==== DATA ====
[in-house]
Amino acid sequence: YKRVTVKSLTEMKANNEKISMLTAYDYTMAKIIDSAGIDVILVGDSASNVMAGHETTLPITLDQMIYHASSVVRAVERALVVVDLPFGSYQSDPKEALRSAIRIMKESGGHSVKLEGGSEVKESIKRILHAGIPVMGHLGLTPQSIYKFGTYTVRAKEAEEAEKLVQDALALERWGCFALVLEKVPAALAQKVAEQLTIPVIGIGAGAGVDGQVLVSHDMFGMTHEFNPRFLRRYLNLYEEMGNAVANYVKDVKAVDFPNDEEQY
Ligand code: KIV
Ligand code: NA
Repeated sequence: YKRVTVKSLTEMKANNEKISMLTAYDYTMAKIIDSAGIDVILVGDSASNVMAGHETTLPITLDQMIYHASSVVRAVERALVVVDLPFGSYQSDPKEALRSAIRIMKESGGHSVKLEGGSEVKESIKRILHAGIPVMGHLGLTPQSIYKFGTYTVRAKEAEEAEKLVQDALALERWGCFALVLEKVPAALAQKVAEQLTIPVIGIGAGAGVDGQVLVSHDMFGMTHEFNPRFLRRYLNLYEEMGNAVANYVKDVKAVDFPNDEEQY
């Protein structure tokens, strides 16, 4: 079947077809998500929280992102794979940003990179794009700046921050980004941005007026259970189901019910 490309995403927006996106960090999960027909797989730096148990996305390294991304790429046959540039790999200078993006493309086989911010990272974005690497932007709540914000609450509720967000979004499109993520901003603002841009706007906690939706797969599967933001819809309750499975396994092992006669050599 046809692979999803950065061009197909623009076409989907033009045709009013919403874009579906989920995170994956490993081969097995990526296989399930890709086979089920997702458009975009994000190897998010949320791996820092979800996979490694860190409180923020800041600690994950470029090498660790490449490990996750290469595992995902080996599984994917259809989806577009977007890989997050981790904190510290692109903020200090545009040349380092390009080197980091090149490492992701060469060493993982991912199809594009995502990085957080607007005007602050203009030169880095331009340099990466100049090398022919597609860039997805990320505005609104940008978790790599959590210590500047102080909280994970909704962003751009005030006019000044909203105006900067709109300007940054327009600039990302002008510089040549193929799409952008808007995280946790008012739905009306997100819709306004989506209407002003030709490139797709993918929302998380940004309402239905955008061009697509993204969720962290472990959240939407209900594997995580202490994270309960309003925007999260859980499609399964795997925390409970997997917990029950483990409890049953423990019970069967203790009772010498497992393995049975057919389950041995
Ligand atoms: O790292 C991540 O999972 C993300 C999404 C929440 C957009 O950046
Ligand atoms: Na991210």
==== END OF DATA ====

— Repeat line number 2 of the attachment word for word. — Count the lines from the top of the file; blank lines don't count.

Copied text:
Amino acid sequence: YKRVTVKSLTEMKANNEKISMLTAYDYTMAKIIDSAGIDVILVGDSASNVMAGHETTLPITLDQMIYHASSVVRAVERALVVVDLPFGSYQSDPKEALRSAIRIMKESGGHSVKLEGGSEVKESIKRILHAGIPVMGHLGLTPQSIYKFGTYTVRAKEAEEAEKLVQDALALERWGCFALVLEKVPAALAQKVAEQLTIPVIGIGAGAGVDGQVLVSHDMFGMTHEFNPRFLRRYLNLYEEMGNAVANYVKDVKAVDFPNDEEQY